905: 40% Progressive Conservative (25 seats), 35% New Democratic (9 seats), 22% Liberal (6 seats), 2% Green (0 seats)
Southwest Ontario: 36% New Democratic (8 seats), 33% Progressive Conservative (11 seats), 23% Liberal (3 seats), 5% Green (0 seats)
Northern Ontario: 35% New Democratic (5 seats), 34% Progressive Conservative (4 seats), 22% Liberal (2 seats), 8% Green (0 seats)
Total: 35% Progressive Conservative (55 seats), 33% New Democratic (32 seats), 26% Liberal (20 seats), 4% Green (0 seats)

*The 416 and GTA results were combined, since I had the numbers available to me.

With my numbers, the Progressive Conservatives have 55 seats, a slim majority and an increase of 18 seats from the last poll. The NDP would have 32 seats, a decrease of 17 from last time. The Liberals would win 20 seats, a decrease of one from last time. The Greens would remain shut out of the legislature.

If current trends hold, the Liberals may be looking at an end to their power for a long while, and it would be between the NDP and PC’s to succeed the Liberals.

Seat Projection: Forum Ontario Poll, August 17, 2015

Seat Projection: Forum Poll, August 19, 2015

Forum, previously one of the pollsters slow to the party when it came to the NDP’s surge, now has the NDP continuing its lead whilst other pollsters (namely Leger Marketing and Nanos) are predicting a narrowing race. In their latest poll, the NDP remains in first with 34%, the same as last week. The Conservatives and Liberals have each gained one percentage point to have 29% and 28% support, respectively. The Bloc Quebecois declined 2 points and is now at 4% support nationwide, and the Greens remain at 4%.

Last time around, Forum projected the NDP to have 125 seats, the Conservatives 120, the Liberals 89, the Bloc 3, and the Greens 1, and I projected the NDP to have 131 seats, the Conservatives 107, the Liberals 87, the Bloc 11, and the Greens 2.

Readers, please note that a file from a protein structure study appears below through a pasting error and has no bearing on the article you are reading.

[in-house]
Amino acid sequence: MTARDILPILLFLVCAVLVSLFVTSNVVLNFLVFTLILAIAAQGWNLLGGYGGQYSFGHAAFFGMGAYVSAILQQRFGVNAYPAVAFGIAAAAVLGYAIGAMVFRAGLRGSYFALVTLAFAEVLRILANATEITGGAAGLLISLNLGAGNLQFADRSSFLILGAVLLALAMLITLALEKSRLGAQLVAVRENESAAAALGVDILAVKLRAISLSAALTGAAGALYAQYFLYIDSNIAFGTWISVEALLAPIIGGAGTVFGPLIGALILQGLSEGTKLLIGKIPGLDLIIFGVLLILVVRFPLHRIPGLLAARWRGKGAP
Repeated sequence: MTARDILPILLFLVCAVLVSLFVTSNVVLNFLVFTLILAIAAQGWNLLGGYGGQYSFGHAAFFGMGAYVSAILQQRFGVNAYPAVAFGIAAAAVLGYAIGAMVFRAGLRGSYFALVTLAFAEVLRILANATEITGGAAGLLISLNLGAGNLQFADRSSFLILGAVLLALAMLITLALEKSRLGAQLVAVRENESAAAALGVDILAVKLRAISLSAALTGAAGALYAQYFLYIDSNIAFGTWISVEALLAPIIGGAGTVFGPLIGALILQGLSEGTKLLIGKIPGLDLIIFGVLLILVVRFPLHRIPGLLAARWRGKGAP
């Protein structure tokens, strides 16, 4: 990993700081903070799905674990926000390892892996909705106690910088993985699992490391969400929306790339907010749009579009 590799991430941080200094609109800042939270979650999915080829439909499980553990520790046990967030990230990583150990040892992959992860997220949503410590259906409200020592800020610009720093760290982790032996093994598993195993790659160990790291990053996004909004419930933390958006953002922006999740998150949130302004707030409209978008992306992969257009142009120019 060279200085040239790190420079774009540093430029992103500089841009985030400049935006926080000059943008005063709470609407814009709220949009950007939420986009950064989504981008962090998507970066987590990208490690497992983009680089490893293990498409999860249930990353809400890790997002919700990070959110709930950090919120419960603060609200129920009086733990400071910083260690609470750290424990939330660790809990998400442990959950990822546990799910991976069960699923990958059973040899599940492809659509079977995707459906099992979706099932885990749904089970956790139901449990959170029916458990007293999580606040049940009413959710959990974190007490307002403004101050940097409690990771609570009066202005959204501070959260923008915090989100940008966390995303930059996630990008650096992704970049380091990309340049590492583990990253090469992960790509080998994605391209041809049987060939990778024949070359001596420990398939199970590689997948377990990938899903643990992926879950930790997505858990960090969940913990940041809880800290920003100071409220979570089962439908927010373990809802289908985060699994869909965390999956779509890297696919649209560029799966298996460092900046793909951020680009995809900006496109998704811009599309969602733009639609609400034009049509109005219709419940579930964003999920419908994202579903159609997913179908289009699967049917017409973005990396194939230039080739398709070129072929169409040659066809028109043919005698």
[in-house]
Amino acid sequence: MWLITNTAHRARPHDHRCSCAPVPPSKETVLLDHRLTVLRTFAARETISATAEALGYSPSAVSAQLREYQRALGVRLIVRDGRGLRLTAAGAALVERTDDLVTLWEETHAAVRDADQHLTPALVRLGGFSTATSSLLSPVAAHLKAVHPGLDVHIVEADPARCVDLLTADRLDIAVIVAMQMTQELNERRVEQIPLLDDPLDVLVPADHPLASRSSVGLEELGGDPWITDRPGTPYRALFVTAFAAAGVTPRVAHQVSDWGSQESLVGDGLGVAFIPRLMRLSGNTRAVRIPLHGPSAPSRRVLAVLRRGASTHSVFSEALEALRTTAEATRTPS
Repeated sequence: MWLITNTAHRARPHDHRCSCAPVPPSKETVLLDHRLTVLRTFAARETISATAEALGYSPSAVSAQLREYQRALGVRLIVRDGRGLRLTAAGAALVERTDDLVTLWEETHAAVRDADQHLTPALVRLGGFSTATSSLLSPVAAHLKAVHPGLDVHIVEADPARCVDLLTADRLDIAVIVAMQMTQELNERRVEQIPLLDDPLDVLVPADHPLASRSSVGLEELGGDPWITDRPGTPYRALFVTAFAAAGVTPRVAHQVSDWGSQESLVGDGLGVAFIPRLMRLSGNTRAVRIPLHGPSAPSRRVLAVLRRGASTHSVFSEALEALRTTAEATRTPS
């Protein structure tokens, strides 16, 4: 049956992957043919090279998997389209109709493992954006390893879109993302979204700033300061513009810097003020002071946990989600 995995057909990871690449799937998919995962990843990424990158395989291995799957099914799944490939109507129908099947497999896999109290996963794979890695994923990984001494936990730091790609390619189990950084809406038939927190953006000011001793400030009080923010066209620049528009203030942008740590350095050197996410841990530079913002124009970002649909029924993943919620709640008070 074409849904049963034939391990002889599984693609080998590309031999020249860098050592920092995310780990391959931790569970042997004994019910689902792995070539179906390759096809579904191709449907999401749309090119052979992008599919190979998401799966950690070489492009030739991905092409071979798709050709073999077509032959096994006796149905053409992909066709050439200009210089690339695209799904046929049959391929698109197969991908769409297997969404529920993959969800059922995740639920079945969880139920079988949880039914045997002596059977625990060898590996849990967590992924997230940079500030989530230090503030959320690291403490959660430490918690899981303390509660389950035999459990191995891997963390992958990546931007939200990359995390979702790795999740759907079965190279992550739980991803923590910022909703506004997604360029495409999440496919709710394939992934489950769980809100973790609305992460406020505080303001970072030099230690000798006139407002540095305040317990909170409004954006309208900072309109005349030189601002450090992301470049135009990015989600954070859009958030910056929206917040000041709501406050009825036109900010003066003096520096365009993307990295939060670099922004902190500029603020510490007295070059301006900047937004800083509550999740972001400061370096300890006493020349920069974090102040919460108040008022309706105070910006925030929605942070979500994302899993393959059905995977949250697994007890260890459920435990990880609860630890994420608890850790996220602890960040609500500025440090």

This time around, Forum has projected the NDP to have 133 seats, the Conservatives 123, the Liberals 79, the Bloc 2, and the Greens 1.

Here is the seat projection using my model*:
British Columbia: 39% New Democratic (25 seats), 28% Liberal (8 seats), 24% Conservative (8 seats), 8% Green (1 seat)
Alberta: 47% Conservative (26 seats), 27% New Democratic (5 seats), 20% Liberal (3 seats), 4% Green (0 seats)
Saskatchewan/Manitoba: 42% Conservative (18 seats), 28% New Democratic (5 seats), 26% Liberal (5 seats), 3% Green (0 seats)
Ontario: 33% Conservative (42 seats), 32% Liberal (39 seats), 31% New Democratic (38 seats), 4% Green (2 seats)
Quebec: 40% New Democratic (53 seats), 23% Liberal (12 seats), 17% Bloc Quebecois (7 seats), 16% Conservative (6 seats), 3% Green (0 seats)
Atlantic Canada: 39% New Democratic (18 seats), 32% Liberal (8 seats), 25% Conservative (6 seats), 2% Green (0 seats)
Total: 34% New Democratic (145 seats), 29% Conservative (108 seats), 28% Liberal (75 seats), 4% Bloc Quebecois (7 seats), 4% Green (3 seats)

*Since Northern Canada was not polled, I am going to keep their seats with the same parties for the sake of simplicity.